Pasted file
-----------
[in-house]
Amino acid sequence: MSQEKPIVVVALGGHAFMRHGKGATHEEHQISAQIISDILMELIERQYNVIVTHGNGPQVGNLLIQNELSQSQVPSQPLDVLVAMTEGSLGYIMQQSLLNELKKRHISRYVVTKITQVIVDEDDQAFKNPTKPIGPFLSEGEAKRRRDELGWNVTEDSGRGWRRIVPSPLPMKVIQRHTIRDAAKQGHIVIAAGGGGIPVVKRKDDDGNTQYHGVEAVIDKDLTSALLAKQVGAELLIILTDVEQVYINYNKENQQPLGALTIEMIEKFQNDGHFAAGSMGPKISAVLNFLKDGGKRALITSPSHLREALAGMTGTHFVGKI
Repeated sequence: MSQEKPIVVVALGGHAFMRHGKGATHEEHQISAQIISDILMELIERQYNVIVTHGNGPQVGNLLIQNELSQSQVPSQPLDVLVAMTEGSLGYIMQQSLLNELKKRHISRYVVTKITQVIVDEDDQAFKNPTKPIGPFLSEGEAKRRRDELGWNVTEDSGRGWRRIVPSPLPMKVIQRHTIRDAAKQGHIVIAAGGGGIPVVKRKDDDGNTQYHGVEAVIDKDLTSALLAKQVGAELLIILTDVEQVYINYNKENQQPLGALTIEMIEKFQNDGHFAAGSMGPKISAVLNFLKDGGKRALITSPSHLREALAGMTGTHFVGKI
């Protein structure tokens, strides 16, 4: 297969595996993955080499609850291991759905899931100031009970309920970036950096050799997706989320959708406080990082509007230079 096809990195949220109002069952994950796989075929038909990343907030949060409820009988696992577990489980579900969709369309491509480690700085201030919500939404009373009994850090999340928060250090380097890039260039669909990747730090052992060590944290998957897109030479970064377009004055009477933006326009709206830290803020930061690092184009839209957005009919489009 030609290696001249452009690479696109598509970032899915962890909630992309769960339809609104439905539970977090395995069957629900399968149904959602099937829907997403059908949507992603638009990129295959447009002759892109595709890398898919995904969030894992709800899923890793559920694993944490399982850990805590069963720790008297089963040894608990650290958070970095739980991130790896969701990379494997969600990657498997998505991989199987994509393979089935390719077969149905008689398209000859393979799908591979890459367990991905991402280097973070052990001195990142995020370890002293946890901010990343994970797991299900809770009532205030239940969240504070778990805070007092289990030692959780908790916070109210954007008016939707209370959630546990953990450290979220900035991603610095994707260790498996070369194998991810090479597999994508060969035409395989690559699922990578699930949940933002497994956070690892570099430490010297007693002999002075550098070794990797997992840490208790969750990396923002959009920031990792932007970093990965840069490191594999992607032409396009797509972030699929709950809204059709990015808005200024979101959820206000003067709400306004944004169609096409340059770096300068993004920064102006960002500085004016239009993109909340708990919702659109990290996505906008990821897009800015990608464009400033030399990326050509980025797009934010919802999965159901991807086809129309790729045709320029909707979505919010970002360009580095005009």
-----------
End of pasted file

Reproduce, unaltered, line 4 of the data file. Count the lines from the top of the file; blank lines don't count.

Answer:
């Protein structure tokens, strides 16, 4: 297969595996993955080499609850291991759905899931100031009970309920970036950096050799997706989320959708406080990082509007230079 096809990195949220109002069952994950796989075929038909990343907030949060409820009988696992577990489980579900969709369309491509480690700085201030919500939404009373009994850090999340928060250090380097890039260039669909990747730090052992060590944290998957897109030479970064377009004055009477933006326009709206830290803020930061690092184009839209957005009919489009 030609290696001249452009690479696109598509970032899915962890909630992309769960339809609104439905539970977090395995069957629900399968149904959602099937829907997403059908949507992603638009990129295959447009002759892109595709890398898919995904969030894992709800899923890793559920694993944490399982850990805590069963720790008297089963040894608990650290958070970095739980991130790896969701990379494997969600990657498997998505991989199987994509393979089935390719077969149905008689398209000859393979799908591979890459367990991905991402280097973070052990001195990142995020370890002293946890901010990343994970797991299900809770009532205030239940969240504070778990805070007092289990030692959780908790916070109210954007008016939707209370959630546990953990450290979220900035991603610095994707260790498996070369194998991810090479597999994508060969035409395989690559699922990578699930949940933002497994956070690892570099430490010297007693002999002075550098070794990797997992840490208790969750990396923002959009920031990792932007970093990965840069490191594999992607032409396009797509972030699929709950809204059709990015808005200024979101959820206000003067709400306004944004169609096409340059770096300068993004920064102006960002500085004016239009993109909340708990919702659109990290996505906008990821897009800015990608464009400033030399990326050509980025797009934010919802999965159901991807086809129309790729045709320029909707979505919010970002360009580095005009």